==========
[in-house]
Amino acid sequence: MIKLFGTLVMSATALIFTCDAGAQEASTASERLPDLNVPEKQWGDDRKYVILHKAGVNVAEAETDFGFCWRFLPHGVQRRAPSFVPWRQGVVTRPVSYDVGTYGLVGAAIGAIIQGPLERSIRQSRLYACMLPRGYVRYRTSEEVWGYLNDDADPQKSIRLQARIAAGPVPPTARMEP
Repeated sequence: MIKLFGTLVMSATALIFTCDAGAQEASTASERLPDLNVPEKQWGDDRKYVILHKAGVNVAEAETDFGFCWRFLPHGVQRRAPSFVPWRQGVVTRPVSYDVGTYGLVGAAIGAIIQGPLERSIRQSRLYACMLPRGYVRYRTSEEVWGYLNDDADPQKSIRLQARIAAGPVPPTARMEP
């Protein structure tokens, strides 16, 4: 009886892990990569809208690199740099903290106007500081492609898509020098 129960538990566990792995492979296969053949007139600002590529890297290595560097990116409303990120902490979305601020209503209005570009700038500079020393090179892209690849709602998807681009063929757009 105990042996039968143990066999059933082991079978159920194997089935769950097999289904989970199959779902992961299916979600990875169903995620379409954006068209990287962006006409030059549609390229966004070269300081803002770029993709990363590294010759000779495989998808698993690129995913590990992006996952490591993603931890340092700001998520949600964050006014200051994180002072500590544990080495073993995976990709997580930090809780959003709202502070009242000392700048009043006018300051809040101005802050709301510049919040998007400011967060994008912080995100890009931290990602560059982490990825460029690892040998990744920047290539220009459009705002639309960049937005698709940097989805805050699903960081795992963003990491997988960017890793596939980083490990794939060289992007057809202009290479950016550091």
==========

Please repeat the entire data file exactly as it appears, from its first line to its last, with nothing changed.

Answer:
[in-house]
Amino acid sequence: MIKLFGTLVMSATALIFTCDAGAQEASTASERLPDLNVPEKQWGDDRKYVILHKAGVNVAEAETDFGFCWRFLPHGVQRRAPSFVPWRQGVVTRPVSYDVGTYGLVGAAIGAIIQGPLERSIRQSRLYACMLPRGYVRYRTSEEVWGYLNDDADPQKSIRLQARIAAGPVPPTARMEP
Repeated sequence: MIKLFGTLVMSATALIFTCDAGAQEASTASERLPDLNVPEKQWGDDRKYVILHKAGVNVAEAETDFGFCWRFLPHGVQRRAPSFVPWRQGVVTRPVSYDVGTYGLVGAAIGAIIQGPLERSIRQSRLYACMLPRGYVRYRTSEEVWGYLNDDADPQKSIRLQARIAAGPVPPTARMEP
């Protein structure tokens, strides 16, 4: 009886892990990569809208690199740099903290106007500081492609898509020098 129960538990566990792995492979296969053949007139600002590529890297290595560097990116409303990120902490979305601020209503209005570009700038500079020393090179892209690849709602998807681009063929757009 105990042996039968143990066999059933082991079978159920194997089935769950097999289904989970199959779902992961299916979600990875169903995620379409954006068209990287962006006409030059549609390229966004070269300081803002770029993709990363590294010759000779495989998808698993690129995913590990992006996952490591993603931890340092700001998520949600964050006014200051994180002072500590544990080495073993995976990709997580930090809780959003709202502070009242000392700048009043006018300051809040101005802050709301510049919040998007400011967060994008912080995100890009931290990602560059982490990825460029690892040998990744920047290539220009459009705002639309960049937005698709940097989805805050699903960081795992963003990491997988960017890793596939980083490990794939060289992007057809202009290479950016550091």